On 1 January 1969,a group of students in Queen's University Belfast, called People's Democracy, organized a march from Belfast to Derry in support of civil rights. They started out with about forty young people on 1 January 1969. The march met with violent opposition from anti-civil rights counter-demonstrators at several points along the route. Finally, at Burntollet Bridge, five miles outside Derry, they were attacked by a mob of about two hundred wielding clubs, some of them studded with nails, and stones. The police, who were at the scene, failed to protect them. Dozens of marchers were taken to hospital. The remainder continued on to Derry where they were attacked once more on their way to Craigavon Bridge before they finally reached Guildhall Square, where they held a rally. Rioting broke out after the rally. Police drove rioters into the Bogside, but did not come after them.

This was officially the start of Derry's "Troubles" and around this time the internationally renowned image "You Are Now Entering Free Derry" mural was established.

More Related Links (films, audio and text):

May 1968 Graffiti

Boredom is counterrevolutionary.

In a society that has abolished every kind of adventure the only adventure that remains is to abolish the society.

Those who make revolutions halfway only dig their own graves.

No replastering, the structure is rotten.

We will ask nothing. We will demand nothing. We will take, occupy.

Down with the state.

It's painful to submit to our bosses; it's even more stupid to choose them.

Abolish class society.

We want neither to rule nor to be ruled.

All power corrupts. Absolute power corrupts absolutely

Politics is in the streets.

Barricades close the streets but open the way.

People who work get bored when they don't work.

People who don't work never get bored.

The boss needs you, you don't need the boss.

Humanity won't be happy till the last capitalist is hung with the guts of the last bureaucrat.

A single nonrevolutionary weekend is infinitely more bloody than a month of total revolution.

We refuse to be highrised, diplomaed, licensed, inventoried, registered, indoctrinated, suburbanized, sermonized, beaten, telemanipulated, gassed, booked.

Coming soon to this location: charming ruins.

Our aim is to agitate and disturb people. We're not selling bread, We're selling yeast.

You will end up dying of comfort.

Poetry is in the streets.

The most beautiful sculpture is a paving stone thrown at a cop's head.

Revolution, I love you.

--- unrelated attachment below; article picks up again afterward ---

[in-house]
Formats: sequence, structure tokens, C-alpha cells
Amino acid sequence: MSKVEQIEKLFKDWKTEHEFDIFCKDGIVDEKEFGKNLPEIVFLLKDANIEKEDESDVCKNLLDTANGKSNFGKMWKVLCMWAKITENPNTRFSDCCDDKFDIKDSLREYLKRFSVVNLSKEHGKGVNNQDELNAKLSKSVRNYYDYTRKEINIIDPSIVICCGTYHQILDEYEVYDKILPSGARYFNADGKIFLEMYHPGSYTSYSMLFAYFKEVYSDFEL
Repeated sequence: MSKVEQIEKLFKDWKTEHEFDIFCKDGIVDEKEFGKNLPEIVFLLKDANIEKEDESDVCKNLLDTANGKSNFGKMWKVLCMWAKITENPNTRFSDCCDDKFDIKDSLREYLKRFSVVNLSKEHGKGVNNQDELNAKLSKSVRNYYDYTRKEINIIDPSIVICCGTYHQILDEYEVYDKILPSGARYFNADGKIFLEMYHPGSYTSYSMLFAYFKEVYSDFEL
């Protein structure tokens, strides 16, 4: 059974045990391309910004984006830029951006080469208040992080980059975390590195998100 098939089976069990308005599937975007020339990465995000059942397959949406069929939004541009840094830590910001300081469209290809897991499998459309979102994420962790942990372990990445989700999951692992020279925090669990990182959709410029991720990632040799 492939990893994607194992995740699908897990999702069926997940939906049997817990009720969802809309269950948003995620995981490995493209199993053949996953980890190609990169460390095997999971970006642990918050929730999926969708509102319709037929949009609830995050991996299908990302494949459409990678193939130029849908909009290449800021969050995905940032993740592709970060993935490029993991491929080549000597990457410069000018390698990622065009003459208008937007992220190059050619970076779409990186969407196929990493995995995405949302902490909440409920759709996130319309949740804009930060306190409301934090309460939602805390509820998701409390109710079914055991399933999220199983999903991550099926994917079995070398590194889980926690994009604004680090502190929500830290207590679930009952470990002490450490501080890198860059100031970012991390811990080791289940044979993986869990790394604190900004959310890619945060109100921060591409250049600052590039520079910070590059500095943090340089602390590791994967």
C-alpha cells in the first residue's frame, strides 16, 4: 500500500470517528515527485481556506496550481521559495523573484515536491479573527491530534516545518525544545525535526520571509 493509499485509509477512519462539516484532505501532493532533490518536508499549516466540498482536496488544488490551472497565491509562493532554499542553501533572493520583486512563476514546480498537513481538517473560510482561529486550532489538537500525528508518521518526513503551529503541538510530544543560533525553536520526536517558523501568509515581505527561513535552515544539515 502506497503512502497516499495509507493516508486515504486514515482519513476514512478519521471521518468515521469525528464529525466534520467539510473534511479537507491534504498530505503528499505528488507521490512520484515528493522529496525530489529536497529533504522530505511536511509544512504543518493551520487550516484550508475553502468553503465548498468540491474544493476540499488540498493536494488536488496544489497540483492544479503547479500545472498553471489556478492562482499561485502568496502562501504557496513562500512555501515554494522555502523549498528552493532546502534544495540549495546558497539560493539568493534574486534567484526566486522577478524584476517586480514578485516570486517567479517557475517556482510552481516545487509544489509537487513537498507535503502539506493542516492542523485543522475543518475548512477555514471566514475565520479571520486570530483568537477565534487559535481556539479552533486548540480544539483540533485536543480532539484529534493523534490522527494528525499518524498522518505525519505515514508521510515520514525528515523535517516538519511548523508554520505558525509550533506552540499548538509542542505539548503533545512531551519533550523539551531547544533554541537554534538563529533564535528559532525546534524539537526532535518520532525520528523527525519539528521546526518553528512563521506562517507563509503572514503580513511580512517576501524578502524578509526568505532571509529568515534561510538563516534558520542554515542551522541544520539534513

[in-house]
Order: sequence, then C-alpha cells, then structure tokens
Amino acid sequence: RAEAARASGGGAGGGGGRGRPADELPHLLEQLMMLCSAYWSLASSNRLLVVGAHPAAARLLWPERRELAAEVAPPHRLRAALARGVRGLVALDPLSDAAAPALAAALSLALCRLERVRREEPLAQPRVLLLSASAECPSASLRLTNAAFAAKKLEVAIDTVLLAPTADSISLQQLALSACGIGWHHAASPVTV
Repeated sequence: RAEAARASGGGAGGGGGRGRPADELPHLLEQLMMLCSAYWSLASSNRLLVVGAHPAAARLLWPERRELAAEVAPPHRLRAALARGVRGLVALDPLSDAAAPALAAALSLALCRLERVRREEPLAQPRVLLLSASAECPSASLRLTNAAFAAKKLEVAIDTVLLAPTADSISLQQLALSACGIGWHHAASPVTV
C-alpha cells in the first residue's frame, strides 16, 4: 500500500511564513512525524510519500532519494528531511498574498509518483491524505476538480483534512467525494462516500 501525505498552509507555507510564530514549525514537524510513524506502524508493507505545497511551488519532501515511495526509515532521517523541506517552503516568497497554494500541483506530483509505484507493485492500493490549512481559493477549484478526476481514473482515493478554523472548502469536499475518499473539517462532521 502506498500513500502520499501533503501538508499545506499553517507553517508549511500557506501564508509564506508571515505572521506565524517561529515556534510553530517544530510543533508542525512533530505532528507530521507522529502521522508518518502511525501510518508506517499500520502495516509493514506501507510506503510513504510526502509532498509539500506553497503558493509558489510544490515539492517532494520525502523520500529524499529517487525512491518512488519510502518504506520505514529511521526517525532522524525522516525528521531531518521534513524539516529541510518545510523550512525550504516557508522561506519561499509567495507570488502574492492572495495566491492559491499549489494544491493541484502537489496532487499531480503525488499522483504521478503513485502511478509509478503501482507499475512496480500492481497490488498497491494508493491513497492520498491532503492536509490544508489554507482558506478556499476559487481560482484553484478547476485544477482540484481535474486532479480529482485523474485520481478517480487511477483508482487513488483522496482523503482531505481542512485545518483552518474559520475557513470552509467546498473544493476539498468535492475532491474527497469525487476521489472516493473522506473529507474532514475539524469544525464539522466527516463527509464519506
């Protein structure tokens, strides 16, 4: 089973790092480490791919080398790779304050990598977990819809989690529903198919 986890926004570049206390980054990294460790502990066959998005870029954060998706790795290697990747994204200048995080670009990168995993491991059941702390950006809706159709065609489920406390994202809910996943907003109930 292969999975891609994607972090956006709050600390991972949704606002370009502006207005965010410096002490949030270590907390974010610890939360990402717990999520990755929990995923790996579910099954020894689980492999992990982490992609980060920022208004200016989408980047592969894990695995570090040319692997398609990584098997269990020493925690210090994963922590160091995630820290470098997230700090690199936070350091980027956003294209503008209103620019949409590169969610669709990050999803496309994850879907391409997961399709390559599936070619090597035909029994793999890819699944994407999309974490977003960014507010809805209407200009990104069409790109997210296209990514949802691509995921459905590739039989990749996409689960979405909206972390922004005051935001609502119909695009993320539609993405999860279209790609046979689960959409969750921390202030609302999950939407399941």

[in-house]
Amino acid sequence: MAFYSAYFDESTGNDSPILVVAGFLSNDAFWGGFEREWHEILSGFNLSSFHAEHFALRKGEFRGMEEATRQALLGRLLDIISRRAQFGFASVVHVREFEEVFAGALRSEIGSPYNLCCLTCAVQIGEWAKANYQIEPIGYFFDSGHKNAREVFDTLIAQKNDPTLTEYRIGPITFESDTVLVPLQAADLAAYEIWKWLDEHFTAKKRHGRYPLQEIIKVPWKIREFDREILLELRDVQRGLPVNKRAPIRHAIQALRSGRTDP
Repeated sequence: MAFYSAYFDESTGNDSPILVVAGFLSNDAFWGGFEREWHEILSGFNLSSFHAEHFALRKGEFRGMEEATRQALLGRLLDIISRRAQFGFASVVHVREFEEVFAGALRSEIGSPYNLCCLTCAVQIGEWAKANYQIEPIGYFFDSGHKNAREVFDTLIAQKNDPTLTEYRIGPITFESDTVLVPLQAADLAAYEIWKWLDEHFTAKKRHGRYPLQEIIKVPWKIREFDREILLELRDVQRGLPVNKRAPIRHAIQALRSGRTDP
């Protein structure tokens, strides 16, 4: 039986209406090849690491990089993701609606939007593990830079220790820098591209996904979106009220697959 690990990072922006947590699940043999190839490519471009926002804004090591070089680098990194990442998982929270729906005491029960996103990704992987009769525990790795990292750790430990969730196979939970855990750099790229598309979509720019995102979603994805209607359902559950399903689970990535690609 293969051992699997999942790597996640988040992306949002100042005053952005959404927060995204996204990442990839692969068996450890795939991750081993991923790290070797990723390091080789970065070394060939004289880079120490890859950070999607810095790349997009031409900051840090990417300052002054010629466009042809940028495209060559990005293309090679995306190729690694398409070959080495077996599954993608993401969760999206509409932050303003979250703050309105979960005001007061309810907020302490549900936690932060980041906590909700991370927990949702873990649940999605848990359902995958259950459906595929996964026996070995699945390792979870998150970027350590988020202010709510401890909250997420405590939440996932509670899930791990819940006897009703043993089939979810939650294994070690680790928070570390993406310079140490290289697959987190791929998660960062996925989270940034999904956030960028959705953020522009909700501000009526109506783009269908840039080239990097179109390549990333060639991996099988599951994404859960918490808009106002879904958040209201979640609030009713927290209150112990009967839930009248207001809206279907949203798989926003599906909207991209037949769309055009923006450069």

I'm a Groucho Marxist.

Desiring reality is great! Realizing your desires is even better!

Be realistic, demand the impossible.

Those who lack imagination cannot imagine what is lacking.

Arise, ye wretched of the university.

Professors, you are as senile as your culture, your modernism is nothing but the modernization of the police.

Neither God nor master.

If God existed it would be necessary to abolish him.

How can you think freely in the shadow of a chapel?

The more we make love, the more we want to make revolution. The more we make revolution, the more we want to make love.

Revolutionary women are more beautiful.

Make love, not war.

Down with consumer society.

The more you consume, the less you live.

Commodities are the opium of the people.

You can't buy happiness. Steal it.

The economy is wounded – Lets hope it dies!

I don't have time to write!!!

Don't get caught up in the spectacle of opposition. Oppose the spectacle.

No forbidding allowed.

The freedom of others extends mine infinitely.

MAI 68, the start of a long struggle
MAI 68, the start of a long struggle

YOU ARE NOW ENTERING FREE DERRY, Paris's spark ignites Ireland
YOU ARE NOW ENTERING FREE DERRY, Paris's spark ignites Ireland

author by markpublication date Thu May 22, 2008 18:52author address author phone Report this post to the editors

hope BCN treatin ya well

author by kbrannopublication date Thu May 22, 2008 23:18author address author phone Report this post to the editors

Excellent, cheers Dunk.

Great to remember that there was Revolution once and not just Referendum.

Were the French Universities fee paying or was there free 3rd level education at the time?

Here's a link to a discussion on the UCD "occupation" (15th up from the bottom)
Programme 15: 10th December 2006
What if Irish Students in the 1960's had been more radical.
Guests: Margaret McCurtain and Jim Lockhart


Related Link: http://www.rte.ie/radio1/whatif/1105145.html
author by Teddy - one man bandpublication date Thu May 22, 2008 23:33author address author phone Report this post to the editors

Les evenements, quelle nostalgie. I remember in Dublin I marched on an anti-Vietnam War demonstration to the US embassy in Ballsbridge. About two thousand were on the march, which was hijacked by a loony maoist group from Trinity College calling themselves the Internationalists. ('Escalate the people's war. Long live Chairman Mao, the Lenin of our time.' religious mania it was.) That year I also took part in DHAC protests about the Dublin housing crisis. I also went to an ecumenical service in memory of Martin Luther King after his assassination. Then I graduated, dressed in a suit and tie and went for a successful job interview. However, I don't wear ties these days. And I ain't rich. And I marched against the Iraq War in Feb 2003. And I've never been arrested. I must be either an honest or lucky citizen. And capitalism has won. And Russia lost. And Biffo's a loudmouthed eFFer. And I'm voting 'no' in the Lisbon referendum, but I think the other side will win. Plus ca change plus c'est la meme chose.